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andy474x
08-14-2012, 11:23 AM
My playing has gotten a bit mundane lately and I need something to spice it up. I know a lot of the pentatonic blues and rock licks, but I think it's time move beyond that. I think modes are the area I need to focus on next, but I'm having a tough time figuring out where and how to apply them. I understand what they are and how they work theory-wise, but that's about it. So I'm open to suggestions for books, online resources, artists/tunes to jam to, etc. Doesn't have to be focusing on modes either, that's just what's in my head right now. Thanks in advance!

swede71
08-14-2012, 12:12 PM
Draw a fretboard and fill in the notes for the C major scale all over the fretboard to start with.

]-[ @ n $ 0 |v| a T !
08-14-2012, 12:14 PM
Have you considered playing to backing tracks outside your usual genre? In my case, it has forced me out of some patterns I've started to use habitually.

http://prsguitars.com/forum/showthread.php?930-Backing-Tracks

CHARISMAFIRE
08-14-2012, 01:13 PM
I am all about originality, but as a beginner it is helpful to learn other players licks and chord progressions so you can see how all the theory can be applied. This kinda lets you know what paths you can take when constructing a solo or song. Ultimately after you choose your next notes path, that becomes originality. The more different ways you discover to put 12 notes together, the more avenues you will have available for YOU to express yourself. I think a great example of this can be seen in the career of Trey Anastasio from Phish. By ever learning all the songs and styles that he possible can, he has developed one of the most unique styles of his own, and that style is characterized by the prowess to play in the sum of all styles. If you were aspiring to become a great chef, or martial artist, or dancer, this approach would apply also. Learn everything you can, then when you solo or compose, elements of what you like will come out as naturally as if I asked you to make me some soup. Also, jam with as many different players as you can. Everytime I sit in on a regular Friday night bluegrass jam here locally, I ALWAYS learn something, but I like mostly rock! I hope this helps. Oh, both Steve Vai and Joe Satriani have made Youtube vids on how to get the most out of practice.....worth a long look and listen. " bent my ear to hear the tune, and closed my eyes to see " Jerry Garcia/ Robert hunter............Peace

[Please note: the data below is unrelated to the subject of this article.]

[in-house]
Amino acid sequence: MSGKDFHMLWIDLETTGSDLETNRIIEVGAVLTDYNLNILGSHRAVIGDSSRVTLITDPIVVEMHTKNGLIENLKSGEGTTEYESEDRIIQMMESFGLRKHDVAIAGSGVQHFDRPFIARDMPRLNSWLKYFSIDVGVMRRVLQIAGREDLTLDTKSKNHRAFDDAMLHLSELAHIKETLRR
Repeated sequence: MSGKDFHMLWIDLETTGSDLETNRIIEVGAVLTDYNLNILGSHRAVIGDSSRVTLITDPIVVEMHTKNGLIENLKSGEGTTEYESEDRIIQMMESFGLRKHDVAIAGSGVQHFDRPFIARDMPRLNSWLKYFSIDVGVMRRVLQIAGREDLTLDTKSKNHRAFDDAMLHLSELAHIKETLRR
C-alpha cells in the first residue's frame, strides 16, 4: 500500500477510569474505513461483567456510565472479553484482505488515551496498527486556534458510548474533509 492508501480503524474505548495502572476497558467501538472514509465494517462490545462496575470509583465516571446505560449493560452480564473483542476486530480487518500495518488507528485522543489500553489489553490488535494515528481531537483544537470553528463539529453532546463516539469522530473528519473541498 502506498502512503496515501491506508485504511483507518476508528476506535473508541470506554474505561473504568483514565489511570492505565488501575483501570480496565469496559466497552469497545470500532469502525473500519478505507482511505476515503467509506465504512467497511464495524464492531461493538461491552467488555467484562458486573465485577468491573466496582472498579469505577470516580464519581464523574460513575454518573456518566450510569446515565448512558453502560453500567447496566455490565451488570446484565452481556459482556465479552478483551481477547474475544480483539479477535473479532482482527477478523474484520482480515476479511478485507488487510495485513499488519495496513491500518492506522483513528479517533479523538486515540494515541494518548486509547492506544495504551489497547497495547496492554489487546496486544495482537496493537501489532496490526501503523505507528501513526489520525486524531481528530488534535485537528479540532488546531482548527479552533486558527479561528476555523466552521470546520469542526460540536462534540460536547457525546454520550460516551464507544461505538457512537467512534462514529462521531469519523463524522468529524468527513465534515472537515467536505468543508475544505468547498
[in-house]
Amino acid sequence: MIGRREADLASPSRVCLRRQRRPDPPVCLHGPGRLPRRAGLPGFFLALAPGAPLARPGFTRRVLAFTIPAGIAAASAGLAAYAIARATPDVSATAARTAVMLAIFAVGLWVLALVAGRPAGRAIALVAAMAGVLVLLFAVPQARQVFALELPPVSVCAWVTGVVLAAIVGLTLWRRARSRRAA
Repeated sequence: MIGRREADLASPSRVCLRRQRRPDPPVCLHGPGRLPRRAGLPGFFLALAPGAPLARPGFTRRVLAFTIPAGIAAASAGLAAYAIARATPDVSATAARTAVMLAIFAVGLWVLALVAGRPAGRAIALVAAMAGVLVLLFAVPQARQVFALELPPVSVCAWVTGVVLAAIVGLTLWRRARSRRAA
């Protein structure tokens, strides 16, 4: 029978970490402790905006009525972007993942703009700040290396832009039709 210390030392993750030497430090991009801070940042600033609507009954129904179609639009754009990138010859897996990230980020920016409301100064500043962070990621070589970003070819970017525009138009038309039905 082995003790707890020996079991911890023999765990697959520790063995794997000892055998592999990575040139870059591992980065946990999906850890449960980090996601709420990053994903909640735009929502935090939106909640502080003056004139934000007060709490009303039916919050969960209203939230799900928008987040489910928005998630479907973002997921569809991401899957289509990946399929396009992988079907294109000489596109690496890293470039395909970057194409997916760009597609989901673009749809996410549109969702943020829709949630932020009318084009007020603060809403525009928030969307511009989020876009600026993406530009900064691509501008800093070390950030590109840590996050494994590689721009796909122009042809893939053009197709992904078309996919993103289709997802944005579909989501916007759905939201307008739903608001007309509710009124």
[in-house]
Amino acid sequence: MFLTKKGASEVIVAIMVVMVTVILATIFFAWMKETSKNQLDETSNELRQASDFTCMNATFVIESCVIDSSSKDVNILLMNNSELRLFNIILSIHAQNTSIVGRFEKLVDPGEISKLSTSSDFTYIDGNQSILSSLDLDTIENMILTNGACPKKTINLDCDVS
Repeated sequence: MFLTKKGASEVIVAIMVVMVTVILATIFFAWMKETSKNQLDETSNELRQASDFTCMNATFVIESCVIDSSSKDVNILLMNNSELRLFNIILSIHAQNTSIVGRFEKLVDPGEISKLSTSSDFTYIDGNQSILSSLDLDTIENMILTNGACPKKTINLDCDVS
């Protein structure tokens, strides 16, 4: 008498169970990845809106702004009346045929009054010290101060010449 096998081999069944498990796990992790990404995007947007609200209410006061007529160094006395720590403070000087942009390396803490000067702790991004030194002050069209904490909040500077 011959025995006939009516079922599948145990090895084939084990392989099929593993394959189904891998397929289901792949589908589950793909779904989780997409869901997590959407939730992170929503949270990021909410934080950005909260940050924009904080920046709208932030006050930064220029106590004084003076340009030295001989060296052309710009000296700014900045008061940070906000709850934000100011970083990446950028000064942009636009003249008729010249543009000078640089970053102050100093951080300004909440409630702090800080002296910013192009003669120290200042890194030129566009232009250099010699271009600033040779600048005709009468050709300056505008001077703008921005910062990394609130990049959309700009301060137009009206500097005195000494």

sergiodeblanc
08-14-2012, 01:38 PM
Draw a fretboard and fill in the notes for the C major scale all over the fretboard to start with.

This is a good idea, and is something I did to learn modes/scales myself. If you focus on learning E phrygian, A aeolian, and D dorian, and memorize those patterns within the C major scale (white keys on a keyboard) you will know the other modes by "accident" by playing connect the dots.

andy474x
08-14-2012, 07:14 PM
Thanks guys! I'll definitely check out all the stuff mentioned above. I think I'll get into some backing tracks for a while, for sure the PRS ones Hans posted, and I think I might check out the Steve Vai naked tracks too. Other suggestions still welcome, always want to learn!